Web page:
Killer Chiller and Front Mount Tank

Killer Chiller Tank Test Fit

If you own an M113k-powered Mercedes-Benz you know that keeping the intake air charge cool is one of the biggest headaches of the platform.  Any supercharged engine will have increased IATs due to the compression of the charge, but the M113K engine suffers more than others because of the size and placement of the intercooler.   The intercooler is relatively small, and it sits under the supercharger, in the “V” of the engine.  Heat soak is all but guaranteed after each high speed run.

Things get especially bad at the dragstrip because the car spends a lot of time in the staging lanes with no airflow over the heat exchanger, effectively rendering it useless until you start a pass.  By then it’s too late and your IAT’s have likely climbed above 90 degrees, which is where the computer starts to pull timing.

There are various ways of dealing with this issue, such as a larger heat exchanger, larger circulation pumps, or methanol injection.  I decided to go a different route and use my A/C to cool the intercooler water, courtesy of Kincaid Performance’s Killer Chiller.

Killer Chiller

Kincaid Performance describes the Killer Chiller as a “refrigerated heat exchanger”. You plumb one side of the KC into your A/C circuit, and the other side into your intercooler circuit.  The KC evaporator is very effective at cooling the water as it passes over the core.  This allows for lower than ambient intake air temps.  After installing the KC, the IAT’s on my car typically run in the low 50 degree range, even on a hot day.

With such low temperatures, the water coming out of the intercooler is usually still below ambient, so running it through a heat exchanger will only add more heat back into the water.  You can avoid this by bypassing the heat exchanger with a valve, or removing it completely.  I chose the latter, and had a custom front-mount tank made that bolts-in where the factory H/X once lived.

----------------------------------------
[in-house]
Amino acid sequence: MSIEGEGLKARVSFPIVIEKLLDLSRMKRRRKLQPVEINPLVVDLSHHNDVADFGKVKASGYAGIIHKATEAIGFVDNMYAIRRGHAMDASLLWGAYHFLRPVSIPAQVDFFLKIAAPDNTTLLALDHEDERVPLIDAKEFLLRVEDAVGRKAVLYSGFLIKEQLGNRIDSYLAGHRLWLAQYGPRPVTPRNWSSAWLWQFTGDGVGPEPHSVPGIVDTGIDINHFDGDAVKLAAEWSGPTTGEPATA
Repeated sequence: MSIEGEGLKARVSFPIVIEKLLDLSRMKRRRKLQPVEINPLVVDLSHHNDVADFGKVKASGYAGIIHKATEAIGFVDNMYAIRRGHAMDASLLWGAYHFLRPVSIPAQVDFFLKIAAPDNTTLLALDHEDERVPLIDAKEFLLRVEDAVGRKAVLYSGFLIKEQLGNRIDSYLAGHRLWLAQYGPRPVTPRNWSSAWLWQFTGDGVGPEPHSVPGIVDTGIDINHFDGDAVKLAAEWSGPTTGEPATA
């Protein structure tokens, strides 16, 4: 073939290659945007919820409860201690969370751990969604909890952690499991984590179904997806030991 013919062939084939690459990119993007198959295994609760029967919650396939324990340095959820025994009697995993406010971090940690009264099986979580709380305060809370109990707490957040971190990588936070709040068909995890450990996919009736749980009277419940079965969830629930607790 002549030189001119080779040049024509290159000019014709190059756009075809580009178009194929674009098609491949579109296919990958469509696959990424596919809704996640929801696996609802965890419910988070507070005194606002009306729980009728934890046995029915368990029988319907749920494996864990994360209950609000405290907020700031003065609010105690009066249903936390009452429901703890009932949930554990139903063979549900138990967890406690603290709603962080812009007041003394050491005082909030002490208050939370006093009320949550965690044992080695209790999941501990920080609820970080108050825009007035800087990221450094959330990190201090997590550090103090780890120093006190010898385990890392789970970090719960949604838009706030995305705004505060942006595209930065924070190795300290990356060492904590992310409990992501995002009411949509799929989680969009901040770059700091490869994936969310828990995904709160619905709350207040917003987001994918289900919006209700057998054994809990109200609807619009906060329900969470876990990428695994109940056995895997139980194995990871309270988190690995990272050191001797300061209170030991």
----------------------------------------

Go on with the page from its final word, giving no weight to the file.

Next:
Mounting the Killer Chiller

Mercedes E55 Killer Chiller
Mercedes E55 Killer Chiller

The typical spot to mount the KC on the E55 is in front of the radiator, sitting  on top of the front bumper.  It’s a tight squeeze, but it fits.  I chose a different location because my car already had the airmatic suspension removed.  With no air suspension, I mounted the KC where the factory airmatic pump used to live.  I also removed the secondary air injection pump and coded it out in STAR.  That leaves plenty of space to mount the Killer Chiler, and it turns out to be a fantastic location as well.

Intercooler Circuit Schematic
Intercooler Circuit Schematic

When mounting the unit upside down in front of the driver’s side wheel, the A/C plumbing is a straight shot to the KC.  I replaced one of the 90 degree bends that came with the KC with a straight fitting and everything just fell into place.

Front-Mount Tank

Custom Front-Mount "Killer Tank"
Custom Front-Mount “Killer Tank”

The KC does a great job of cooling the intercooler water, but there is a problem under full-throttle.  The car’s computer will shut off the A/C compressor when the car is at WOT, which will effectively “turn off” the KC.  To get around that problem, it is common to put a tank in the circuit so you have a buffer of cold water to use during an extended pull.  Since I was going to bypass the H/X anyway, I decided to just remove it and have a custom tank built that will bolt-in right where the factory H/X was mounted.

Finished Killer Chiller Tank Install
Finished Killer Chiller Tank Install

I had already upgraded to a bolt-in PLM H/X, so I had a fabricator build a tank that matched the shape and size of the PLM unit.  Since the KC is mounted on the driver’s side, I designed the tank to have an inlet on that side and an outlet near the pump.  This made everything line up nicely and the install was simple.

I also included bleed and drain ports and wrapped the whole thing in self-adhesive neoprene insulation.


This is probably my favorite mod that I’ve done to this car.  Before the KC my starting-line IATs were anywhere from 90-120 degrees!  Now they are consistently in the low 50’s, regardless of the weather outside.  My runs have become much more consistent, and I’ve dropped about .15s off my 1/4 mile ET.

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